What I Have Learned

Here are a few examples of things I have learned while working with elders:

New Gizmos & Gadgets:
Early on in my work, I was working with a woman who had four well-meaning children. Because they noticed she was having memory issues, but needed medication, they purchased a pill dispenser that beeped and dispensed the requisite medication at the appropriate hour. At one of my visits, the beeper sounded and her response was “What’s that?” When I told her it was the pill dispenser she seemed a bit confused but took the medication. It was then I realized that new additions to a regimen–even helpful ones–can create more confusion, especially for those with memory problems.

Phone Messages:
A client was having difficulty picking up messages on her voice mail and it was too late to teach her how to use a new machine. We solved this problem with the following outgoing  message: “You have reached  888-555-5555. Please do not leave messages on this phone. You may either call back or call my daughter Amy.” Callers no longer assumed that their messages were received and knew to either call back or call the family member.  Problem solved!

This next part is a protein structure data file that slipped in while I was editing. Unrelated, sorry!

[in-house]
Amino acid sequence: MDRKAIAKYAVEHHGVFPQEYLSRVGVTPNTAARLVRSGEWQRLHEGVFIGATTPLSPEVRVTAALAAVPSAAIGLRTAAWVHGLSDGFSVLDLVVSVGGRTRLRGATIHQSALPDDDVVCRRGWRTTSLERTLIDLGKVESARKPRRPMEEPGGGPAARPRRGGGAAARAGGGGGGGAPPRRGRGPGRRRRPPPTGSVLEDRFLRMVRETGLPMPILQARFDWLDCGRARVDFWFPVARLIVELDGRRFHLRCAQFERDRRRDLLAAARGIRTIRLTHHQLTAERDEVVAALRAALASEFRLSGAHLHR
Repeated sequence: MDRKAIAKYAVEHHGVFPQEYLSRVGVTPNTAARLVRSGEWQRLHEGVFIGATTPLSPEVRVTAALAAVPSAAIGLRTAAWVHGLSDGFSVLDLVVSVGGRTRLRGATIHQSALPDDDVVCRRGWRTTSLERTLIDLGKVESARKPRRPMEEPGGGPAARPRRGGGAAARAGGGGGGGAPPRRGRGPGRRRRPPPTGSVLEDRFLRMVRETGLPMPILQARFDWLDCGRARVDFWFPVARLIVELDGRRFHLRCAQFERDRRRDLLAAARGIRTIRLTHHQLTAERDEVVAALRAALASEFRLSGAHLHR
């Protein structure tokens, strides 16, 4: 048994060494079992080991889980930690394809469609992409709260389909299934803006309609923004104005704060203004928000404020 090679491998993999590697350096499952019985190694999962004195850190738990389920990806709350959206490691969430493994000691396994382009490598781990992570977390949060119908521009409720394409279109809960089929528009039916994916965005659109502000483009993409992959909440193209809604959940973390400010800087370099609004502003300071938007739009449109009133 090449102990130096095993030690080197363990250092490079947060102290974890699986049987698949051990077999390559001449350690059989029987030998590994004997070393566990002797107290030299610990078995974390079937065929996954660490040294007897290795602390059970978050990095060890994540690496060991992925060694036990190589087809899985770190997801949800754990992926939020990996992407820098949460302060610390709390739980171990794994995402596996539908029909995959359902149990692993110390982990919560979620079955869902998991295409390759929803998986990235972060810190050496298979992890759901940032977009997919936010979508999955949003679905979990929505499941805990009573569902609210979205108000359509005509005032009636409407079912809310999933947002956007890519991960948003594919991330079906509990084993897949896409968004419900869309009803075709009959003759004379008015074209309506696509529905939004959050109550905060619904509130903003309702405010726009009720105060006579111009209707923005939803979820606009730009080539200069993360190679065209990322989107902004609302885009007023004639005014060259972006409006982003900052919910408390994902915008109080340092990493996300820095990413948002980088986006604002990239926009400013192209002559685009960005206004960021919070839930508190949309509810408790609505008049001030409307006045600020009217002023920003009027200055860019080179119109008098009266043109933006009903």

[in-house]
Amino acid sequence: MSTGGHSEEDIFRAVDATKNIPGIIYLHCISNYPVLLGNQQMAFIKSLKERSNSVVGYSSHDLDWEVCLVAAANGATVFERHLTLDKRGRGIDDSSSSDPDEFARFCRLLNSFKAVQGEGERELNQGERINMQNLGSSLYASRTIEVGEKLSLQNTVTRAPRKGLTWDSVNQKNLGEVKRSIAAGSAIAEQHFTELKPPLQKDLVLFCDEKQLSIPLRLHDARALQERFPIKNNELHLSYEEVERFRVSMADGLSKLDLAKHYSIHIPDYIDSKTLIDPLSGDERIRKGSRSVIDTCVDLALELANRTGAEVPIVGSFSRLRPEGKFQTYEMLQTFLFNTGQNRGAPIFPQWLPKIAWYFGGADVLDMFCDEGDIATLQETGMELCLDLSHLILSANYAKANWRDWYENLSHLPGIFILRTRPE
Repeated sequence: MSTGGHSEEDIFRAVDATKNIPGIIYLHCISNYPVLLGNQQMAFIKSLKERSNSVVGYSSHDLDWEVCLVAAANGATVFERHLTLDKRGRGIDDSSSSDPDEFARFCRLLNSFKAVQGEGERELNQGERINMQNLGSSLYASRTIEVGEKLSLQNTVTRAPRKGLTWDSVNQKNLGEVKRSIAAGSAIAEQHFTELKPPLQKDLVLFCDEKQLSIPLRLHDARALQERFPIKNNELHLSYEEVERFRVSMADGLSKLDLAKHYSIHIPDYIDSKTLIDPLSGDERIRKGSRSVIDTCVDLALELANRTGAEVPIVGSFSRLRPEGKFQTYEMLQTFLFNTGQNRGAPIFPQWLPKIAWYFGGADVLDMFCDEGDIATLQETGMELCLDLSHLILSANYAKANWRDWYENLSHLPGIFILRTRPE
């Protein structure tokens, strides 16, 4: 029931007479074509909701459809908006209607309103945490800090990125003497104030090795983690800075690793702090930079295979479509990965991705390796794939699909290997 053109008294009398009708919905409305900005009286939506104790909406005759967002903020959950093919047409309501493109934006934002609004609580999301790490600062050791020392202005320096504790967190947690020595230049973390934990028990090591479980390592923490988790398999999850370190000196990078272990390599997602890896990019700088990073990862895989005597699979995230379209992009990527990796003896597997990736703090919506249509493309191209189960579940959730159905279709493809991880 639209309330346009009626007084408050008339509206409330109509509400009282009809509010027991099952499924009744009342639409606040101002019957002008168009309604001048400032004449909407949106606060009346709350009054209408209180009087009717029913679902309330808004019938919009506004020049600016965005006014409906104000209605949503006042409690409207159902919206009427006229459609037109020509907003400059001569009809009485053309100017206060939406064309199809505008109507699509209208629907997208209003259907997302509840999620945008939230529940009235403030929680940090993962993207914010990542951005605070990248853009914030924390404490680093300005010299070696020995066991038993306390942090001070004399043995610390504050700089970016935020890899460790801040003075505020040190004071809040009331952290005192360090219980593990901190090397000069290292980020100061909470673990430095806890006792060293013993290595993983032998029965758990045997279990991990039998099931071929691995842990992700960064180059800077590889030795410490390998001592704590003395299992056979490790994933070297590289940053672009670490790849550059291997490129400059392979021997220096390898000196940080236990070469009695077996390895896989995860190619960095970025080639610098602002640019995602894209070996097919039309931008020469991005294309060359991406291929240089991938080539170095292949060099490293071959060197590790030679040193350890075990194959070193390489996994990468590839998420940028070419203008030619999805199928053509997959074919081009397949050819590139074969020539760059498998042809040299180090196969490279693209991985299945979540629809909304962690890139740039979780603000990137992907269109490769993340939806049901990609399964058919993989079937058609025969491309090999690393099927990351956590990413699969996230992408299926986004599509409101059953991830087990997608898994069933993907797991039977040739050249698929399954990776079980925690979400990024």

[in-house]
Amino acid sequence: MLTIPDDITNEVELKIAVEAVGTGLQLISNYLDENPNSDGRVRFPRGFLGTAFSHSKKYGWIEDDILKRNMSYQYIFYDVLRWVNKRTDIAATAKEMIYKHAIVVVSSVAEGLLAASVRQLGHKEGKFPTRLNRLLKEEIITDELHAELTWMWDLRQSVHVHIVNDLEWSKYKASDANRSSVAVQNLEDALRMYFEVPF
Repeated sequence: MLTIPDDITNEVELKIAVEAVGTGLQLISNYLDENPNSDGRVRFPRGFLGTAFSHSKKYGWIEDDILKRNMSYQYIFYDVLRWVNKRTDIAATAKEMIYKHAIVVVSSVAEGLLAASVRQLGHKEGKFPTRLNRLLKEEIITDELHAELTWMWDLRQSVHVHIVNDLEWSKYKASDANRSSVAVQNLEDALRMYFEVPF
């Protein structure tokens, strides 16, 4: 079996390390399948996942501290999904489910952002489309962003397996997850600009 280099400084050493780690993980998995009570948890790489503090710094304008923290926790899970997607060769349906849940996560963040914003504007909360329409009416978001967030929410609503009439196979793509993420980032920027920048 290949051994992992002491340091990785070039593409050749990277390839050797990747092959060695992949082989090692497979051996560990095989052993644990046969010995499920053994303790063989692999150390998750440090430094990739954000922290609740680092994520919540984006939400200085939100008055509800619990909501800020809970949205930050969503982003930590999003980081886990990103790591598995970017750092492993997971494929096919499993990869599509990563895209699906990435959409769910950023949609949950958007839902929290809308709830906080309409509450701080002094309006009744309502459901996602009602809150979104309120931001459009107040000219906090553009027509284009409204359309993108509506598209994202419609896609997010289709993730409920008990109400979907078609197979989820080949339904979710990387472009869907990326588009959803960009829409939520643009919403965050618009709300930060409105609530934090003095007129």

Keep in Mind:
Whether it’s a good joke (I have a binder full of them), a cute story or just a warm, healthy laugh — humor is one of the most important gifts you can bring an elderly person. While visiting, depending upon where he/she is cognitively, watching old movies  or listening to music is a  soothing activity — especially if there are memory issues.  Be wary of film scenes that may be misconstrued as reality (invasions, natural disasters) and realize that an older person with memory/brain issues  may become agitated or frightened. Conversely, music, one of the great healers of all time, can be a delight. Again, rap, acid rock or cacophonous music will more likely aggravate than soothe. This is the time to turn to classical, easy jazz or musicals. Even if that is something that wasn’t originally in his/her repertoire, it may become a new favorite.

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